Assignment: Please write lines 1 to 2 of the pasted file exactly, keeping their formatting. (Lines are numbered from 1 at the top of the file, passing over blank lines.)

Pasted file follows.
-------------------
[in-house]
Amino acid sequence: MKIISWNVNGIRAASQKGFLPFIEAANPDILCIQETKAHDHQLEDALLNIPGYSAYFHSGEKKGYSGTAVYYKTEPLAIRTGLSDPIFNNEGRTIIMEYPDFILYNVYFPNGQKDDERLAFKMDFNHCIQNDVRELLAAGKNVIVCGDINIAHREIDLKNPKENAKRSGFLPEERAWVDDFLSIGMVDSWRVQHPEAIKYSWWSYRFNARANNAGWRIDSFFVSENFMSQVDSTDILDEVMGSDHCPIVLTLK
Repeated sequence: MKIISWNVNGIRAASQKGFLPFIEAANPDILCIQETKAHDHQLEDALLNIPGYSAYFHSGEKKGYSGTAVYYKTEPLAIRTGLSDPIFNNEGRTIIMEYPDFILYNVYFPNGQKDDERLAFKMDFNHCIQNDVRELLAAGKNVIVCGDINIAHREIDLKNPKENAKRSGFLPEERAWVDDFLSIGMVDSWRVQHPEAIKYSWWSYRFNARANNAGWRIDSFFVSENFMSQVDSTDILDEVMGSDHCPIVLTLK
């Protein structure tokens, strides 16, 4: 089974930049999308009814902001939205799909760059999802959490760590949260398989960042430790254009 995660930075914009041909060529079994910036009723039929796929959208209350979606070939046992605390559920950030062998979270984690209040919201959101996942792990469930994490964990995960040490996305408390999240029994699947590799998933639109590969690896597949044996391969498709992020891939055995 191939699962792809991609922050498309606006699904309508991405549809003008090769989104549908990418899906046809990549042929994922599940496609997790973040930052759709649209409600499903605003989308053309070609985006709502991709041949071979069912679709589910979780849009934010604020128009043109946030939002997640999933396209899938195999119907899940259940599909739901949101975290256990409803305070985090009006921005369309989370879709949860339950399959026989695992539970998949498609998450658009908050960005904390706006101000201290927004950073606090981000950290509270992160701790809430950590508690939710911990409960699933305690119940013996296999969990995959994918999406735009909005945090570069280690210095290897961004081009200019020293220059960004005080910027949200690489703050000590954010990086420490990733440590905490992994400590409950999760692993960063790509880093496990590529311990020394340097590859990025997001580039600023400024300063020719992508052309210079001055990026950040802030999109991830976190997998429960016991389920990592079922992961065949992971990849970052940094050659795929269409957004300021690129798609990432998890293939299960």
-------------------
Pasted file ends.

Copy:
[in-house]
Amino acid sequence: MKIISWNVNGIRAASQKGFLPFIEAANPDILCIQETKAHDHQLEDALLNIPGYSAYFHSGEKKGYSGTAVYYKTEPLAIRTGLSDPIFNNEGRTIIMEYPDFILYNVYFPNGQKDDERLAFKMDFNHCIQNDVRELLAAGKNVIVCGDINIAHREIDLKNPKENAKRSGFLPEERAWVDDFLSIGMVDSWRVQHPEAIKYSWWSYRFNARANNAGWRIDSFFVSENFMSQVDSTDILDEVMGSDHCPIVLTLK